6. Create a community advisory board for the Hope Ranch Patrol. The advisory board should review racial and identity profiling, partnerships with the larger Santa Barbara Police Department (SBPD), officer training, and disciplinary matters. This advisory board should release significant findings and advancements to the school community. 

7. Acknowledge your own Anti-Blackness. The only way forward is for all to recognize the role we’ve played in White Supremacy. Laguna Blanca School must recognize how it, as an institution, is deeply intertwined was created to support white people and not communities of color, but will work to dismantle our racist past. 

8. Pledge to financial responsibility. The school should commit to financial donations to organizations like Black Lives Matter and additional resources for its BIPOC and low-income students. 

Sincerely, 

Karinna M. Carrillo
Laguna Blanca School Class of 2013


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MarcHyman93109 Jun 20, 2020 08:32 AM
An Open Letter to Laguna Blanca School

What an amazing story of perseverance.

A father makes a decision to take a job so he can give his children and amazing education.

A student endures the difficulties of life and perseveres for 13 years to graduate and go on to a 1% college and Master's program.

A small school, unprodded by government regulations, does what it can to help the children of one of its employees and others in the community who cannot afford the tuition.

Along the way the school realizes that it can do even more for the members of its community.

Where else can perseverance be so rewarded ?

Where else can an alumna fearlessly exercise her right to criticize those who played such a big role in allowing her to reach for the stars and attain her goals.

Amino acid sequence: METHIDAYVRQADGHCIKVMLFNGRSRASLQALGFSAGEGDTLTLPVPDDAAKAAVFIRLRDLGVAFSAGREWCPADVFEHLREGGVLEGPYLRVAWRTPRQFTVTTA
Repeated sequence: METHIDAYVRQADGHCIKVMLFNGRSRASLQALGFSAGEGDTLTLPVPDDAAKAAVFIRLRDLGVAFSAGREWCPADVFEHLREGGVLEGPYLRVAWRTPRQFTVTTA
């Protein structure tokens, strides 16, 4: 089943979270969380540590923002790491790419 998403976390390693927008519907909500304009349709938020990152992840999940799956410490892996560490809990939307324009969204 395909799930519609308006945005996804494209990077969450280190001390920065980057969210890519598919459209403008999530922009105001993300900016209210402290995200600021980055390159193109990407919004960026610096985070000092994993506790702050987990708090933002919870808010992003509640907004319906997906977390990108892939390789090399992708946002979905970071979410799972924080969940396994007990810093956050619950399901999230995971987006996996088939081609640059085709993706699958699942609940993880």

There are few places on earth where this amazing story could have taken place.

a-1592592544 Jun 19, 2020 11:49 AM
An Open Letter to Laguna Blanca School

Regarding the open letter: I had a son who went to Laguna Blanca and yes it was a huge sacrifice for our working family to have him get such a great education but well worth the sacrifice. At that time, a good part of the Gala proceeds went to provide an education (scholarships) for students like YOU. Many of us parents worked long hours on the Gala to pay for YOUR education and I am amazed that the things you remember are the inequity moments, I am so sadden that education that your father sacrificed for (the education in the tune of over $500,000 to your family), that other parents donated for, is so unappreciated by you and that you feel, after your USC & Columbia education, it is appropriate to slap the hands that reached into our pockets to have you & your family as welcomed part of this amazing school community.

Again, it saddens and infuriates me that your take away from 13 years of a fine education, with fine people, that got you Merit Scholarships to 2 of the finest private universities in the country is so negative that you have gone to KEYT and Edhat, why not just go to Laguna Blanca with your suggestions if you really wanted to change things.

tlh805 Jun 17, 2020 11:01 AM
An Open Letter to Laguna Blanca School

I find some of the very bold and righteous comments frustrating when they are hidden behind online usernames. I invite all of you that freely commented behind the protection of a username to email me directly: [email protected] I will add you to an invite list for us to have a brave, face to face, dialogue about this. I will coordinate it and look forward to your willingness to discuss and listen. All invited to email me.